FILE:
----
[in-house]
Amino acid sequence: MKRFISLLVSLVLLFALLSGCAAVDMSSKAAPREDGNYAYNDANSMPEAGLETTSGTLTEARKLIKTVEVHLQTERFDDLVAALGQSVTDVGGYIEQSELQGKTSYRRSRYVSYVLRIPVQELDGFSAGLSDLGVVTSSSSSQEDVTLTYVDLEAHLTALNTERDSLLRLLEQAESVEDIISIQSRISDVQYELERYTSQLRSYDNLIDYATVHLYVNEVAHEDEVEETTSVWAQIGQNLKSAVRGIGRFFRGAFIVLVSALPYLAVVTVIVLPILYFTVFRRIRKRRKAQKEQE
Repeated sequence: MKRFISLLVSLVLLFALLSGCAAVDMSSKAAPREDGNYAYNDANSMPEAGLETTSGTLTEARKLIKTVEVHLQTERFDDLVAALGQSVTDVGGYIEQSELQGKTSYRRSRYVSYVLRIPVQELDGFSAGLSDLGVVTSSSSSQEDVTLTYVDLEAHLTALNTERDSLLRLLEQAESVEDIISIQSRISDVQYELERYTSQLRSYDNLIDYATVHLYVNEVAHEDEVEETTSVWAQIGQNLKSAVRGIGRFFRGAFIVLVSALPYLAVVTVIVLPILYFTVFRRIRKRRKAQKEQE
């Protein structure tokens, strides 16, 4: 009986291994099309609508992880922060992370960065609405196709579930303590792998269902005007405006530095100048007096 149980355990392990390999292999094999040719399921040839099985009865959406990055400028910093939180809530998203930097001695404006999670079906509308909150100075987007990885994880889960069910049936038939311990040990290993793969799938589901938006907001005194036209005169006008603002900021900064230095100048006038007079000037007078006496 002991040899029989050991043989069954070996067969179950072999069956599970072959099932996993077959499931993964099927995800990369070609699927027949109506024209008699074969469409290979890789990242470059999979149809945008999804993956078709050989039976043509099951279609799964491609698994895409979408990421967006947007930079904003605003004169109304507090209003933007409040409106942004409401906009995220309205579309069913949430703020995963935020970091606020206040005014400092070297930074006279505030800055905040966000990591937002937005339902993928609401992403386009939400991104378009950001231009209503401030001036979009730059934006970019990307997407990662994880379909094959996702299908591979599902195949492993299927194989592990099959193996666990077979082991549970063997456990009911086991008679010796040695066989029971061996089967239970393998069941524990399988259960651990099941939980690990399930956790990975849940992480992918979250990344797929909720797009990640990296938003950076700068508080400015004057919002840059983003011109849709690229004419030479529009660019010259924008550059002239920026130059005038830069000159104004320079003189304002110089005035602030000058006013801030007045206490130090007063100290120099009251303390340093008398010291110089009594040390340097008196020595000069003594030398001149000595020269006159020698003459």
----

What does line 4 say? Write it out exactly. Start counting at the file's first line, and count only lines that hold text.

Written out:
């Protein structure tokens, strides 16, 4: 009986291994099309609508992880922060992370960065609405196709579930303590792998269902005007405006530095100048007096 149980355990392990390999292999094999040719399921040839099985009865959406990055400028910093939180809530998203930097001695404006999670079906509308909150100075987007990885994880889960069910049936038939311990040990290993793969799938589901938006907001005194036209005169006008603002900021900064230095100048006038007079000037007078006496 002991040899029989050991043989069954070996067969179950072999069956599970072959099932996993077959499931993964099927995800990369070609699927027949109506024209008699074969469409290979890789990242470059999979149809945008999804993956078709050989039976043509099951279609799964491609698994895409979408990421967006947007930079904003605003004169109304507090209003933007409040409106942004409401906009995220309205579309069913949430703020995963935020970091606020206040005014400092070297930074006279505030800055905040966000990591937002937005339902993928609401992403386009939400991104378009950001231009209503401030001036979009730059934006970019990307997407990662994880379909094959996702299908591979599902195949492993299927194989592990099959193996666990077979082991549970063997456990009911086991008679010796040695066989029971061996089967239970393998069941524990399988259960651990099941939980690990399930956790990975849940992480992918979250990344797929909720797009990640990296938003950076700068508080400015004057919002840059983003011109849709690229004419030479529009660019010259924008550059002239920026130059005038830069000159104004320079003189304002110089005035602030000058006013801030007045206490130090007063100290120099009251303390340093008398010291110089009594040390340097008196020595000069003594030398001149000595020269006159020698003459």